All configuration combinations can use ready-to-use or custom robots, with ABB, KUKA, and Fanuc being the main suppliers, and equipment investment directly correlates with the number of robots used. its use and degree of customization. The great flexibility offered by robotic winding could have broad market penetration potential, allowing the diversification of fiber-reinforced products and applications into new areas.

Adoption trend

Prospects of development for the fabrication of composite tanks using robotic winding keep emerging. A consolidated trend is the adoption of automated and integrated industrial cell units and production lines for composite tank construction, therefore, offering a complete turnkey solution in manufacturing. Another technological breakthrough may be represented by winding hybridization with other processes such as continuous fiber 3D printing and Automated Fiber Placement, which can add fibers where they are needed with speed, precision, and practically zero waste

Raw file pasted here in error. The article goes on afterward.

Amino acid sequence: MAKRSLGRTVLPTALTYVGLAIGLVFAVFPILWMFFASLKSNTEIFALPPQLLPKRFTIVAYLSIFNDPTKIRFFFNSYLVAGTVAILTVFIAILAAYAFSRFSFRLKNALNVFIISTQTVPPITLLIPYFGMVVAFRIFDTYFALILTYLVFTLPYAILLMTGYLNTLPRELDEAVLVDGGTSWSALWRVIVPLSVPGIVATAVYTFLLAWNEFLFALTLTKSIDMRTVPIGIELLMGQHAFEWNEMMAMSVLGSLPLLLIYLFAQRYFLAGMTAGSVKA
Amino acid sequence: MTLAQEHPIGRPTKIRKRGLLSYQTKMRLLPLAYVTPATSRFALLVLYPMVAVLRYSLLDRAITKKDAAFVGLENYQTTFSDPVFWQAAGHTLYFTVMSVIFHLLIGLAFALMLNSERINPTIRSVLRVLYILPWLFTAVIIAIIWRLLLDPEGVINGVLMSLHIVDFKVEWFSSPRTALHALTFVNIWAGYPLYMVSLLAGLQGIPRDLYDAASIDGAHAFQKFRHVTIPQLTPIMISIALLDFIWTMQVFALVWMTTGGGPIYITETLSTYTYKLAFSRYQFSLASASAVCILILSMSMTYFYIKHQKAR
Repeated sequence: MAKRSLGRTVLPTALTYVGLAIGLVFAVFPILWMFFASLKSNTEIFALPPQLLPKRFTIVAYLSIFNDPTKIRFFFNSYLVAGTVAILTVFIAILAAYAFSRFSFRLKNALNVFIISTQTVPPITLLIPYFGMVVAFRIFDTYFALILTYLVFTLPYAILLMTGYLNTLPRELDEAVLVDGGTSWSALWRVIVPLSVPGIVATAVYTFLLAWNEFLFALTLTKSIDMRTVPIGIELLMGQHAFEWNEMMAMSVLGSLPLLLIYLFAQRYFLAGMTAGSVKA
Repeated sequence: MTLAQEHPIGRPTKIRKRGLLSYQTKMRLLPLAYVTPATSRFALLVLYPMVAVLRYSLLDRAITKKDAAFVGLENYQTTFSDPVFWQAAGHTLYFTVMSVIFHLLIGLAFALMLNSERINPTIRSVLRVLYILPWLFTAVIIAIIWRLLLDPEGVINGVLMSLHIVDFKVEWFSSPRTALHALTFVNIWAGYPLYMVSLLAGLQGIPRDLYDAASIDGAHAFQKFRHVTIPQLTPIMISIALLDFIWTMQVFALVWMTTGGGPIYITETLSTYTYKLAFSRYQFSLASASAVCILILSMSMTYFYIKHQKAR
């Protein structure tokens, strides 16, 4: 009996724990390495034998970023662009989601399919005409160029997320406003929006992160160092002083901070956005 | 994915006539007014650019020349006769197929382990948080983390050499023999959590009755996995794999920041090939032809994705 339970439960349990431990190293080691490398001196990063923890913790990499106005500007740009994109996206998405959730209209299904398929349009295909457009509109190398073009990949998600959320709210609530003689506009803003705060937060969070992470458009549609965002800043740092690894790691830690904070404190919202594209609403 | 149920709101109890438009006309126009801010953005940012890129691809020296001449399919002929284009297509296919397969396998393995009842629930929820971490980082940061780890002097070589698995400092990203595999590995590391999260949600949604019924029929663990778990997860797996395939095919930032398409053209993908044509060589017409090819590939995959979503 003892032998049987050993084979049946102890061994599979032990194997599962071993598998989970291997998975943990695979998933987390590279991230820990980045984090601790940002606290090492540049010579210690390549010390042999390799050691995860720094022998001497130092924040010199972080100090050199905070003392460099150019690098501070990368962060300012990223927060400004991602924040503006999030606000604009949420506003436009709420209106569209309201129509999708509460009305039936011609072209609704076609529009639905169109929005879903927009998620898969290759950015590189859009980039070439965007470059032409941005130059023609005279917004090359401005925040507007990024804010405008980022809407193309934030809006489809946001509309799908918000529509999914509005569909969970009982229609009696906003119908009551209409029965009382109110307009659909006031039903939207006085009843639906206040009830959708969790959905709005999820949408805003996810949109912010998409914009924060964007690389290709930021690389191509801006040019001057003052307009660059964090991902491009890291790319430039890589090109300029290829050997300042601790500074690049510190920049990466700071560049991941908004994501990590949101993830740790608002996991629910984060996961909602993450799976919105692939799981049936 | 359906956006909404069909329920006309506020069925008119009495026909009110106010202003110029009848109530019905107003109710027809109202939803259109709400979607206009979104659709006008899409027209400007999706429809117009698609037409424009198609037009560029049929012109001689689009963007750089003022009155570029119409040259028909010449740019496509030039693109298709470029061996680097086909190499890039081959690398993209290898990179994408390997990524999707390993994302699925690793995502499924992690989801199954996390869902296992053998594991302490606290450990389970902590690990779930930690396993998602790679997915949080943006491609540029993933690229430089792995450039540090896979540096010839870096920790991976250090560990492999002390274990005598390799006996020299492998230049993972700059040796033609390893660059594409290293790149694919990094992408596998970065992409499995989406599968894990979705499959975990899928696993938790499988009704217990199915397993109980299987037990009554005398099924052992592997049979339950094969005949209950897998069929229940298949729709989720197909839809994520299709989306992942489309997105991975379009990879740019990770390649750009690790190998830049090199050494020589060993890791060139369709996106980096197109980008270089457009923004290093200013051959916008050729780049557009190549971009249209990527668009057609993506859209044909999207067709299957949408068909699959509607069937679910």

Complete course

The above article is part of the course Design and Development of Compressed Hydrogen Storage Tanks. The course covers a lot more, starting with discussing challenges in material selection and manufacturing practices, as well as cutting-edge trends being explored. Key problems in the design and analysis of the hydrogen reservoir are also addressed. Finally, testing and certification requirements are discussed as they play an important role in industry acceptance.